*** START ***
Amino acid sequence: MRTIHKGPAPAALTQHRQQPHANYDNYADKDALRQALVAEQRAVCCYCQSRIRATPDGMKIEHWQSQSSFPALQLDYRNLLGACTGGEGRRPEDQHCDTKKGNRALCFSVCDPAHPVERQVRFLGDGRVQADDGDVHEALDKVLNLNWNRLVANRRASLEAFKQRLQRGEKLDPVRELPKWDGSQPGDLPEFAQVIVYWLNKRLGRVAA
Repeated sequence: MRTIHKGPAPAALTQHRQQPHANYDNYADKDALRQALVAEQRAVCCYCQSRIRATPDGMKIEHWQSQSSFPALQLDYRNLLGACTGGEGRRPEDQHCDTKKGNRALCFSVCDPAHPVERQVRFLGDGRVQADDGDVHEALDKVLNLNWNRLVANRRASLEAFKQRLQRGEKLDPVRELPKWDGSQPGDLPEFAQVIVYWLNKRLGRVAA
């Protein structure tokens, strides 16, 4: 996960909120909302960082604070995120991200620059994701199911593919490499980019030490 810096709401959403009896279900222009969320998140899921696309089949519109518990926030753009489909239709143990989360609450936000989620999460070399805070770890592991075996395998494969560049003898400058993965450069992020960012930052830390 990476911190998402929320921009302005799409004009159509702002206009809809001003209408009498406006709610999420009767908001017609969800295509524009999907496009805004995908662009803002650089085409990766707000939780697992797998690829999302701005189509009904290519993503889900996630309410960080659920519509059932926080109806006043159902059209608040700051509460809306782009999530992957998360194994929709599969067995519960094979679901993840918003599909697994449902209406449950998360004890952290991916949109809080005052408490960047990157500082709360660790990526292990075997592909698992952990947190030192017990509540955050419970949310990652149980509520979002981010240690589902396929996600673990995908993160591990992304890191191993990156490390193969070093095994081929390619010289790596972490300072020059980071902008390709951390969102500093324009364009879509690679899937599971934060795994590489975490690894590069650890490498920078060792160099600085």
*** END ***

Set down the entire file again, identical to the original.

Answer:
Amino acid sequence: MRTIHKGPAPAALTQHRQQPHANYDNYADKDALRQALVAEQRAVCCYCQSRIRATPDGMKIEHWQSQSSFPALQLDYRNLLGACTGGEGRRPEDQHCDTKKGNRALCFSVCDPAHPVERQVRFLGDGRVQADDGDVHEALDKVLNLNWNRLVANRRASLEAFKQRLQRGEKLDPVRELPKWDGSQPGDLPEFAQVIVYWLNKRLGRVAA
Repeated sequence: MRTIHKGPAPAALTQHRQQPHANYDNYADKDALRQALVAEQRAVCCYCQSRIRATPDGMKIEHWQSQSSFPALQLDYRNLLGACTGGEGRRPEDQHCDTKKGNRALCFSVCDPAHPVERQVRFLGDGRVQADDGDVHEALDKVLNLNWNRLVANRRASLEAFKQRLQRGEKLDPVRELPKWDGSQPGDLPEFAQVIVYWLNKRLGRVAA
């Protein structure tokens, strides 16, 4: 996960909120909302960082604070995120991200620059994701199911593919490499980019030490 810096709401959403009896279900222009969320998140899921696309089949519109518990926030753009489909239709143990989360609450936000989620999460070399805070770890592991075996395998494969560049003898400058993965450069992020960012930052830390 990476911190998402929320921009302005799409004009159509702002206009809809001003209408009498406006709610999420009767908001017609969800295509524009999907496009805004995908662009803002650089085409990766707000939780697992797998690829999302701005189509009904290519993503889900996630309410960080659920519509059932926080109806006043159902059209608040700051509460809306782009999530992957998360194994929709599969067995519960094979679901993840918003599909697994449902209406449950998360004890952290991916949109809080005052408490960047990157500082709360660790990526292990075997592909698992952990947190030192017990509540955050419970949310990652149980509520979002981010240690589902396929996600673990995908993160591990992304890191191993990156490390193969070093095994081929390619010289790596972490300072020059980071902008390709951390969102500093324009364009879509690679899937599971934060795994590489975490690894590069650890490498920078060792160099600085």